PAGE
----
Appletons' Cyclopædia of American Biography/Duer, William
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|Edition of 1900. See also William Duer (Continental Congressman), William Alexander Duer, John Duer and William Duer (U.S. Congressman) on Wikipedia, and our Appletons' Cyclopædia of American Biography disclaimer.|
DUER, William, statesman, b. in Devonshire, England, 18 March, 1747; d. in New York city, 7 May, 1799. He was the third son of John Duer, a planter of Antigua, who had a villa in Devonshire. His mother was Frances Frye, daughter of Sir Frederick Frye, who held a command in the West Indies, where she married John Duer. After being sent to Eton, and while still under age, he was put into the army as ensign, and accompanied Lord Clive as aide-de-camp on his return to India, as governor-general, in 1762. As he suffered severely from the climate, Lord Clive sent him back to England, where he remained five years until his father's death. Having left the army, he went to Antigua, and thence to New York, for the first time in 1768, to arrange for a regular and constant supply of lumber for the plantations in Antigua and Dominica. This brought him into contact with Gen. Schuyler, by whom he was induced to buy a large tract of land at Fort Miller, on the upper Hudson, including the falls, and here he erected large saw-mills. He was appointed colonel of militia, judge of the county courts, member of the New York provincial congress, and member of the committee of safety. In 1773 he went again to England, and obtained a contract to supply the Royal navy with timber for masts and spars. He was one of the committee that drafted the first constitution of New York in the convention of 1777. In 1777-'8 he was a delegate to the Continental congress, and in 1789 secretary of the treasury board, until the organization of the finance department under the National convention. He was a member of the state legislature, and assistant secretary of the treasury under Gov. Hamilton. Mr. Duer's failure in 1792 produced the first financial panic caused by speculation that New York had ever witnessed. The loss was estimated at $3,000,000, and impoverished many in all classes. On 27 July, 1779, he married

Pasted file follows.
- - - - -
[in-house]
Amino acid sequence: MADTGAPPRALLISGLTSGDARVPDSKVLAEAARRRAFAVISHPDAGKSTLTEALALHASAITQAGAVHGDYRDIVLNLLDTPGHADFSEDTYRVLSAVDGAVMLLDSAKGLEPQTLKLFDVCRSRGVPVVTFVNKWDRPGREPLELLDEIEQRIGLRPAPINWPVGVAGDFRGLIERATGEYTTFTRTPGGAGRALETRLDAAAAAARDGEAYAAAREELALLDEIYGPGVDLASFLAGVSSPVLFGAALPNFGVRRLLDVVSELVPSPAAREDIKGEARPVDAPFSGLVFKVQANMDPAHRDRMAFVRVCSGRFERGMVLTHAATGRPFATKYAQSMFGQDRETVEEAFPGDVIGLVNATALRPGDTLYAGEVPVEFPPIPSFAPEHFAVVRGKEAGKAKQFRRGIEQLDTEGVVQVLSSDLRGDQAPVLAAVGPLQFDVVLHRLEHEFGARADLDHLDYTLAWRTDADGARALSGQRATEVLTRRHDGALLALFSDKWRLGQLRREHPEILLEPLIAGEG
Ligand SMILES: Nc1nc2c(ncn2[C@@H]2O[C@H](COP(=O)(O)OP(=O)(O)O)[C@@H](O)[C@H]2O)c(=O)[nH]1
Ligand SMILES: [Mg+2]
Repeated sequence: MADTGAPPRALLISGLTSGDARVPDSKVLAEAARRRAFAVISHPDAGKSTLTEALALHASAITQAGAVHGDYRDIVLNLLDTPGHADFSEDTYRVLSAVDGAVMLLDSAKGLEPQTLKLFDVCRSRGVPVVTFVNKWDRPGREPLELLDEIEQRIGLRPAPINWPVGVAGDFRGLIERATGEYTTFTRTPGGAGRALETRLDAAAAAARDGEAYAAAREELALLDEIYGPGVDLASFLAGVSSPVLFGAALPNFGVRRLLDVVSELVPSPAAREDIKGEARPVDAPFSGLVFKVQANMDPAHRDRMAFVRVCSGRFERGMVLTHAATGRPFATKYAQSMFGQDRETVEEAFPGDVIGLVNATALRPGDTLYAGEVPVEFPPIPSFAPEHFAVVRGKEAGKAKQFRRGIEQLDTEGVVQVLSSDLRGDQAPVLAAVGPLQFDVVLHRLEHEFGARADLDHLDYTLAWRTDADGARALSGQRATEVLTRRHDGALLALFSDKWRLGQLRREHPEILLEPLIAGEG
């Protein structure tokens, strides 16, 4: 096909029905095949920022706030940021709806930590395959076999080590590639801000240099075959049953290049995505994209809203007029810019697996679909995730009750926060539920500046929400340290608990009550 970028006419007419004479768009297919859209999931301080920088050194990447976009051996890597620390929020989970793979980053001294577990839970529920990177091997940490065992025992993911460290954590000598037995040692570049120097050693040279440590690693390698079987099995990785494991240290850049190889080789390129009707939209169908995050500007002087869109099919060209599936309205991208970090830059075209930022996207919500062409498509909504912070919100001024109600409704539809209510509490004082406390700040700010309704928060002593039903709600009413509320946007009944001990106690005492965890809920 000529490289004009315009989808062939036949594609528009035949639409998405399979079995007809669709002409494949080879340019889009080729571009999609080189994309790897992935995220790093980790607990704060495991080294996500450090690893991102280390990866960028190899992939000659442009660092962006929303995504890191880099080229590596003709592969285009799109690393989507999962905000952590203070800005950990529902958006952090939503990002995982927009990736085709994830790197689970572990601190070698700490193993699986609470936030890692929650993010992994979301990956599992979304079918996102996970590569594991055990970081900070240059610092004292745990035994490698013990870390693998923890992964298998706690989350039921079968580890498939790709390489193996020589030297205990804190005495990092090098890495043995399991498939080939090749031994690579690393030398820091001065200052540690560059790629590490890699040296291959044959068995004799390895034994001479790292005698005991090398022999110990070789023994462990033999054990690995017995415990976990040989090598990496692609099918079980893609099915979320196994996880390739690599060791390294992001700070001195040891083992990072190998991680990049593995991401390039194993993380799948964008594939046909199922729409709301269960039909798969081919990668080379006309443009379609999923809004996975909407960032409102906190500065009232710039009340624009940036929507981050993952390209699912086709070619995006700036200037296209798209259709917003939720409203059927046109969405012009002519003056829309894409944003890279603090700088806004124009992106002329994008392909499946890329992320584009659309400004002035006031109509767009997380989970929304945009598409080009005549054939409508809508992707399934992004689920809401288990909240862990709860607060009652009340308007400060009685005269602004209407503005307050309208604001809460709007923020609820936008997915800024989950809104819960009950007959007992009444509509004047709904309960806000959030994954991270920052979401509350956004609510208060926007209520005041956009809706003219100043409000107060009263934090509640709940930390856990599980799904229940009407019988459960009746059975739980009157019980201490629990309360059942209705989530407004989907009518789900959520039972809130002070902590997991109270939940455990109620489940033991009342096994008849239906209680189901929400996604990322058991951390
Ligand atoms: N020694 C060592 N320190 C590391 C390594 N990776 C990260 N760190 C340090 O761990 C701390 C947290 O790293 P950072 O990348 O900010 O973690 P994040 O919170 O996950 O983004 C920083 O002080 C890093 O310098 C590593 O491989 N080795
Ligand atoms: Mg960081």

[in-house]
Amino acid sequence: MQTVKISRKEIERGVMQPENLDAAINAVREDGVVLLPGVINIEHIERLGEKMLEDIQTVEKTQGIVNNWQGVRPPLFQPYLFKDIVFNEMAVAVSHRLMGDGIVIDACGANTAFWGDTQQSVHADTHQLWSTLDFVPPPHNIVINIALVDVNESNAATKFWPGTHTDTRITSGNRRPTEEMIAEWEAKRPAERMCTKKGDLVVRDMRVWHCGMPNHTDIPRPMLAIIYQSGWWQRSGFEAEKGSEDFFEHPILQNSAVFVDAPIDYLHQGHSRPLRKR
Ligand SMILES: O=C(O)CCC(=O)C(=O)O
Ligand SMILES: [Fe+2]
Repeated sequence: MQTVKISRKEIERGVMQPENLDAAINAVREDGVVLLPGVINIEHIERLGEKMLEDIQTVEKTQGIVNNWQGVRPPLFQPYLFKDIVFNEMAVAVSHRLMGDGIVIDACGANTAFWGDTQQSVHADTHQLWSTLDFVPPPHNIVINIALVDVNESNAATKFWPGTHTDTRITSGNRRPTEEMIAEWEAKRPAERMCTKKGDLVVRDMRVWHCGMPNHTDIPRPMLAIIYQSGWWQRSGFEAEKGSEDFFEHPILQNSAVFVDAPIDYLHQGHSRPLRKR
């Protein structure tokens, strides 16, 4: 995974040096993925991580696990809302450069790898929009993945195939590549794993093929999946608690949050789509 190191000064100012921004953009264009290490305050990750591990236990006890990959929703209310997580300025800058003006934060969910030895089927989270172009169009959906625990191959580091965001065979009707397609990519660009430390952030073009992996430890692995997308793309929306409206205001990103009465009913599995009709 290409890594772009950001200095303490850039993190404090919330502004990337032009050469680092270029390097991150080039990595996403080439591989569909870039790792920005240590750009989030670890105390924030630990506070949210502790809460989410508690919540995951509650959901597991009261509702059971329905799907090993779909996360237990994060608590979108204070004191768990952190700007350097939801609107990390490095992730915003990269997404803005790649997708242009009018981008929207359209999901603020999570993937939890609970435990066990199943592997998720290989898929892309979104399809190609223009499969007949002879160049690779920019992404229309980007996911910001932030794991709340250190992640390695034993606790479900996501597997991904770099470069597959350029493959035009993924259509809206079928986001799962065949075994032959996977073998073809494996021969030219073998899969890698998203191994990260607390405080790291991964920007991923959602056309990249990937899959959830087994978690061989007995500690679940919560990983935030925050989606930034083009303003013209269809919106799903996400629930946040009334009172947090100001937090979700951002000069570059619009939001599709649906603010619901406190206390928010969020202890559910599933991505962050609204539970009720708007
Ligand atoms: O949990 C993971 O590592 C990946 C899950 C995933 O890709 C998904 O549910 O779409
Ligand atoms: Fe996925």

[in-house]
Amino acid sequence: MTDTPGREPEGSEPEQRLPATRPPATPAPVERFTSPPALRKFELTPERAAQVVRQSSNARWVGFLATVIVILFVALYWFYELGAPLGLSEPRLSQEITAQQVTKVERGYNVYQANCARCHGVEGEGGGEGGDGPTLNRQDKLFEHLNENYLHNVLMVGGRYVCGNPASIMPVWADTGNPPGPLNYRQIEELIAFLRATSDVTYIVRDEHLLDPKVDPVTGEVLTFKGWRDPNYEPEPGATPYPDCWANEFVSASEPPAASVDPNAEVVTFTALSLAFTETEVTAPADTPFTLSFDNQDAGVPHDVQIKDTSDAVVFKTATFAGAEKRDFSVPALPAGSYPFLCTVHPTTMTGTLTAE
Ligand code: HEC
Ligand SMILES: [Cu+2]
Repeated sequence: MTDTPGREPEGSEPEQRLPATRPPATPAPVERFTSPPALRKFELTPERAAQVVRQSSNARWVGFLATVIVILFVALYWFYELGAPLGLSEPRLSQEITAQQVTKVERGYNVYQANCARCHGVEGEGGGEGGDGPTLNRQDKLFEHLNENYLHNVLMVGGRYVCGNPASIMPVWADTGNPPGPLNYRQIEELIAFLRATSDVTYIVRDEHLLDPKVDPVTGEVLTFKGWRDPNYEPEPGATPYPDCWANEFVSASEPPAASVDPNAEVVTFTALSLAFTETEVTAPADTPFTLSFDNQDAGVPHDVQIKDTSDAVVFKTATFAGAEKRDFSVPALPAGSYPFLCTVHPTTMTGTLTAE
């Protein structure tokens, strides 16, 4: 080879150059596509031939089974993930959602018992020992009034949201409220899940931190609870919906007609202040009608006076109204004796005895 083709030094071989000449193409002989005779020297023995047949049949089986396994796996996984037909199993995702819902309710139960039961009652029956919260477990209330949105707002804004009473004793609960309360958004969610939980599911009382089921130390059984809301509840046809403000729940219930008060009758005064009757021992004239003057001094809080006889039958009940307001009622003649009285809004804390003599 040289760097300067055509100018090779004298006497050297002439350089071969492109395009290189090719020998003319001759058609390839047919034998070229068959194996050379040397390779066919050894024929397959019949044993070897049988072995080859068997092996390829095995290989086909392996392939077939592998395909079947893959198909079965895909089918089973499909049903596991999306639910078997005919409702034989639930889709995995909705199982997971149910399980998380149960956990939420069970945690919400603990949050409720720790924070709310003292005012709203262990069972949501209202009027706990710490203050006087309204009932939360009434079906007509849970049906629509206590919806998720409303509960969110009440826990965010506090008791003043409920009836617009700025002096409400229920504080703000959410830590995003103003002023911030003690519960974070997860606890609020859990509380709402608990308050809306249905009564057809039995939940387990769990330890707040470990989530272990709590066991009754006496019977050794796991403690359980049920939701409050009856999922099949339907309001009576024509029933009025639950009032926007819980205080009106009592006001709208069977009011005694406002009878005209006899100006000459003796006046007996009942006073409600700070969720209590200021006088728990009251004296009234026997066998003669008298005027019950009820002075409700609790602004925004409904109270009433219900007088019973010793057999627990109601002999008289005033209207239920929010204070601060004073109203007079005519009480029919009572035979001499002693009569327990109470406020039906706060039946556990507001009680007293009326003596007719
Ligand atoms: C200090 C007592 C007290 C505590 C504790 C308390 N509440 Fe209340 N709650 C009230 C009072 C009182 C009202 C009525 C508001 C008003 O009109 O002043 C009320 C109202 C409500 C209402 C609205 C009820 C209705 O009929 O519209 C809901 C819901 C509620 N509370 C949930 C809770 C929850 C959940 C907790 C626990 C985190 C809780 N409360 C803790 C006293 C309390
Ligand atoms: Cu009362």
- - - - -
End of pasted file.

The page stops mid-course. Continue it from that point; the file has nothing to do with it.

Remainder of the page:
Catherine, second daughter of Gen. William Alexander, the claimant of the Scottish earldom of Stirling. The marriage took place at his country seat, “The Buildings,” near Baskingridge, N. J., which was designed to imitate the residence of an English nobleman, with all the appointments of an English country seat. She was descended from James Alexander, the De Peysters, Livingstons, and Schuylers, and occupied a brilliant place in the society of the period. — His eldest son, William Alexander, jurist, b. in Rhinebeck, N. Y., 8 Sept., 1780; d. in New York, 30 May, 1858, studied law in Philadelphia, and with Nathaniel Pendleton in New York. During the quasi war with France in 1798 he obtained the appointment of midshipman in the navy, and served under Decatur. On the adjustment of the French question, he resumed his studies with Pendleton, and was admitted to the bar in 1802. He engaged in business with Edward Livingston, who was then district attorney and mayor of New York, and, after his removal to New Orleans, formed a professional partnership with his brother-in-law, Beverley Robinson. About this time he contributed to a partisan weekly paper called the “Corrector,” conducted by Dr. Peter Irving in support of Aaron Burr. Mr. Duer shortly afterward joined Livingston at New Orleans, and studied Spanish civil law. He was successful, but, owing to the climate and to his marriage with the daughter of William Denning, a prominent whig of New York, he was induced to resume practice in the latter city. Here he contributed literary articles to the “Morning Chronicle,” the newspaper of his friend Peter Irving. He next opened an office in Rhinebeck, and in 1814 was elected to the state assembly, where he was appointed chairman of a committee on colleges and academies, and succeeded in passing a bill, which is the original of the existing law on the subject of the common-school income. He was also chairman of the committee that arranged the constitutionality of the state law vesting the right of navigation in Livingston and Fulton, and throughout his service bore a prominent part in promoting canal legislation. He was judge of the supreme court from 1822 till 1829, when he was elected president of Columbia college, where he remained until failing health compelled him to resign in 1842. During his administration he delivered to the senior class a course of lectures on the constitutional jurisprudence of the United States (published in 1833; revised ed., 1856). He delivered a eulogy on President Monroe from the portico of the city hall. After his retirement he resided in Morristown, N. J., where he wrote the life of his grandfather, Lord Stirling (published by the Historical society of New Jersey). In 1847 he delivered an address in the college chapel before the literary societies of Columbia, and in 1848 an historical address before the St. Nicholas society, which gives early reminiscences of New York, and describes the scenes connected with the inauguration of President Washington, both of which were published. He was the author of two pamphlets addressed to Cadwallader D. Colden on the “Steamboat Controversy,” and the “Life of William Alexander, Earl of Stirling” (New York, 1847). — Another son, John, jurist, b. in Albany, N. Y., 7 Oct., 1782; d. on Staten Island, 8 Aug., 1858, entered the army in his sixteenth year, but after two years left the service for the study of law. He began practice in Orange county, N. Y., and removed to New York city about 1820, where he acquired reputation as an insurance lawyer. He was a delegate to the State constitutional convention in 1821, and in 1825 was appointed one of the commissioners to revise the statutes law of the state, and afforded valuable assistance in the preparation of the first half of the work. He was elected an associate judge of the superior court, and, on the death of Judge Oakley in 1857, became chief justice. He has published “A Lecture on the Law of Representations in Marine Insurance, with Notes and Illustrations” (New York, 1844); “A Treatise on the Law and Practice of Marine Insurance,” which has become a standard authority in the United States (2 vols., 1845-'6); “A Discourse on the Life, Character, and Public Services of James Kent, Chancellor of the State of New York,” delivered by request before the judiciary and bar of the city and county of New York (12 April, 1848); “Three of the Revised Statutes of the State,” in connection with Benjamin F. Butler and John C. Spencer; and at the time of his death was editing Duer's reports of the decisions of the superior court, the sixth volume of which he left incomplete. — William, son of William Alexander, lawyer, b. in New York city, 25 May, 1805, was graduated at Columbia in 1824, studied law, and removed to Oswego in 1828. In 1832 he was an unsuccessful candidate for the legislature, and in that year returned to New York, and went thence to New Orleans. In 1835 he again resided in Oswego, and was a member of the New York legislature in 1840, and district attorney for Oswego county from 1845 till 1847. He was twice elected to congress as a whig, serving from 1847 till 1851.